Watching Janelle Woodale walk across the platform at Scheumann Stadium to receive her telecommunications degree was a moment of pride for her father, John Woodale.
“I think it was fitting that there was social distancing because that kind of defined this last part of their school career,” John Woodale said.
Janelle Woodale is a third-generation Ball State graduate and said she was glad the class of 2021 had an in-person graduation ceremony.
“I’d say it was a good start to this next portion of our lives,” she said.
Ball State had never hosted a commencement ceremony at Scheumann Stadium before May 7, but administrators chose the venue because of its ability to host people while still following COVID-19 health guidelines.
All scheduled spring 2021 commencement ceremonies are livestreamed and saved on Ball State’s commencement website.
Four ceremonies were held May 8 at Scheumann Stadium for spring 2021 graduates, separated by college. Two commencement ceremonies will be held May 15 to honor 2020 graduates who chose to walk after their commencement ceremonies were canceled last year due to the COVID-19 pandemic.
Seats on Scheumann’s turf were socially distanced and sanitized between ceremonies. Graduates were limited to four guest tickets each. Guests were also socially distanced on the bleachers.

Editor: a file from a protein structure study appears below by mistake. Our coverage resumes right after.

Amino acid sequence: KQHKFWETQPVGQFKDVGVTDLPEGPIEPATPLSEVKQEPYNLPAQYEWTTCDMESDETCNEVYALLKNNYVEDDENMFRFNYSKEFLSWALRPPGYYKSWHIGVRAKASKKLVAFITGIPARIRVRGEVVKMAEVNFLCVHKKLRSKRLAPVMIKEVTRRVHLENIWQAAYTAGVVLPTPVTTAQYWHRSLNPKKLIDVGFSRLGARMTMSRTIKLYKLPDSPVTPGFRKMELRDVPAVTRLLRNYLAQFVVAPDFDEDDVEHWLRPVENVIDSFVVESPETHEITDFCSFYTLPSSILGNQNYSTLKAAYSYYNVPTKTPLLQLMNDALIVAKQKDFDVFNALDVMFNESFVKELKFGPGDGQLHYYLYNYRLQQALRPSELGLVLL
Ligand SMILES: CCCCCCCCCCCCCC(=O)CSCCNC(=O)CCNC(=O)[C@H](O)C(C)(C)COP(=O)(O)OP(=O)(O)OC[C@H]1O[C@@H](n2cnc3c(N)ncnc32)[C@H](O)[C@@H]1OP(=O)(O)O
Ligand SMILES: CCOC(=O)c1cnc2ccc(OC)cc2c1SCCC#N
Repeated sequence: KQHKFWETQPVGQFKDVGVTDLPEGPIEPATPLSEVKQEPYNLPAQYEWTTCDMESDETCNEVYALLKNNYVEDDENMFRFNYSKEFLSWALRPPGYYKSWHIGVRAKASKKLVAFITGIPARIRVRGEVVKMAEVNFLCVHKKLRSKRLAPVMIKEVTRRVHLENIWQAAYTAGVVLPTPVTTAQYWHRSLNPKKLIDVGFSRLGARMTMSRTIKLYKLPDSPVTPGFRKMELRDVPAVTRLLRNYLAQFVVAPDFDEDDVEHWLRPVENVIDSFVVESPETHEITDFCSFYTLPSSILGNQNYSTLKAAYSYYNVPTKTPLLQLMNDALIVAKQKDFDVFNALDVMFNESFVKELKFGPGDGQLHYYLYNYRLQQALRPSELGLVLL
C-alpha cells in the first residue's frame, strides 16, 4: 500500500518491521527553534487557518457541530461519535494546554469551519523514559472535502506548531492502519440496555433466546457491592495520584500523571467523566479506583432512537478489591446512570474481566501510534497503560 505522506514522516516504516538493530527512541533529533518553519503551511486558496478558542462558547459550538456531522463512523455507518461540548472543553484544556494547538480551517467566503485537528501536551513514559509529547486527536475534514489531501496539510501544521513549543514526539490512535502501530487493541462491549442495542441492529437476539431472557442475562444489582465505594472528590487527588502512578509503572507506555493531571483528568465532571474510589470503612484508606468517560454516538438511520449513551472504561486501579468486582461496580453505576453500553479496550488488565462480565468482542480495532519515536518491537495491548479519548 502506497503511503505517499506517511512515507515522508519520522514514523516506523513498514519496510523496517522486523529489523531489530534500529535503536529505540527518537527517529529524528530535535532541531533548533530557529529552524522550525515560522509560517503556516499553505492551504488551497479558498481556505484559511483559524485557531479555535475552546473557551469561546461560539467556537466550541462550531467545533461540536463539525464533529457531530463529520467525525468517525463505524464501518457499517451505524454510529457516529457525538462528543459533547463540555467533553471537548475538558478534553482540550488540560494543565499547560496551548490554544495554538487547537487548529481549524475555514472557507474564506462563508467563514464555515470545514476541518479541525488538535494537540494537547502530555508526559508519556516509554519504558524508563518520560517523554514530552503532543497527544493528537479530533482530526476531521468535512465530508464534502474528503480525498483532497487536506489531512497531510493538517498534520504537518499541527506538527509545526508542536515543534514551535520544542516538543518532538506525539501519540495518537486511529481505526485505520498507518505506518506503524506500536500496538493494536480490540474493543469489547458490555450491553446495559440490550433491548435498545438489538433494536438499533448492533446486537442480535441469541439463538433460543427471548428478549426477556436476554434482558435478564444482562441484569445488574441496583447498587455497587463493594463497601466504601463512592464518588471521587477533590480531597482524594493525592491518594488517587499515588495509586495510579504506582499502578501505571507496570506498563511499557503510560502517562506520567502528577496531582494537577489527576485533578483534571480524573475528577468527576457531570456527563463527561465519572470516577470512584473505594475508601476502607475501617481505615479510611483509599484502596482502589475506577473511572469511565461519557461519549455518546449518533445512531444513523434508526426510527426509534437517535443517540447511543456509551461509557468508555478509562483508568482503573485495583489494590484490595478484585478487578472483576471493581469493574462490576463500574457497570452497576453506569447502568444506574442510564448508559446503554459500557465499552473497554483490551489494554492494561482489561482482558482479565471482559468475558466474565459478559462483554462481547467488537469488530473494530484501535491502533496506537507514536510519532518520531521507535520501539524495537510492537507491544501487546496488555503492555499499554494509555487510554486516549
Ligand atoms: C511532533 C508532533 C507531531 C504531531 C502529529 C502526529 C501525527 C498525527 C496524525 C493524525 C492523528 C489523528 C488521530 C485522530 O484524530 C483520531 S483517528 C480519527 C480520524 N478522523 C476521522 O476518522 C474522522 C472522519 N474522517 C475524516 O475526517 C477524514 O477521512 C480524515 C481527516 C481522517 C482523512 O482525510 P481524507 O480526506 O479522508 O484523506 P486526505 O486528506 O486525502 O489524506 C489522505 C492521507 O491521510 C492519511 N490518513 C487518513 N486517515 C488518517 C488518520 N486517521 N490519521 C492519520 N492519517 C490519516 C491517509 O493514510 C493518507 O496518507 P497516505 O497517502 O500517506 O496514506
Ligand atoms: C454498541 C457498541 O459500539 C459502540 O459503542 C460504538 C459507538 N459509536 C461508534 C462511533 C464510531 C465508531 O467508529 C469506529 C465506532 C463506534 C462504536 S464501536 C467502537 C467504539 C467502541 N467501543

Graduates heard speeches from Geoffrey Mearns, Ball State president, and Susana Rivera-Mills, provost and executive vice president for academic affairs.
“This is a most happy day, and we are glad to have all of you here in person,” Rivera-Mills said.
Mearns thanked students for their resilience during the COVID-19 pandemic and encouraged them each to find meaning in their lives and careers.
“I know each one of you have made countless sacrifices to successfully overcome the challenges of this pandemic,” Mearns said. “On behalf of everyone here and everyone at the institution, we are proud of your persistence, your courage and your hard work.”
McKade Schuldt, marketing and business administration graduate, said he liked that the noon ceremony only hosted graduates of the Miller College of Business.
“It’s quicker and shorter, and there’s better parking, so I personally liked it more,” Schuldt said. “Instead of being like eight hours long with all the colleges, it was only an hour long with the Miller College of Business.”
For Bailey Morgan, organizational communications graduate, the commencement ceremony represented a slow return to normalcy after last year’s ceremonies were canceled.
“I was kind of nervous, but really excited the ceremony was in person,” Morgan said. “It’s a very special moment and I’m glad we get this opportunity. This year seemed like craziness sometimes, but commencement seems to set the stone of returning to normal again.”
Contact Grace McCormick with comments at firstname.lastname@example.org or on Twitter @graceMc564.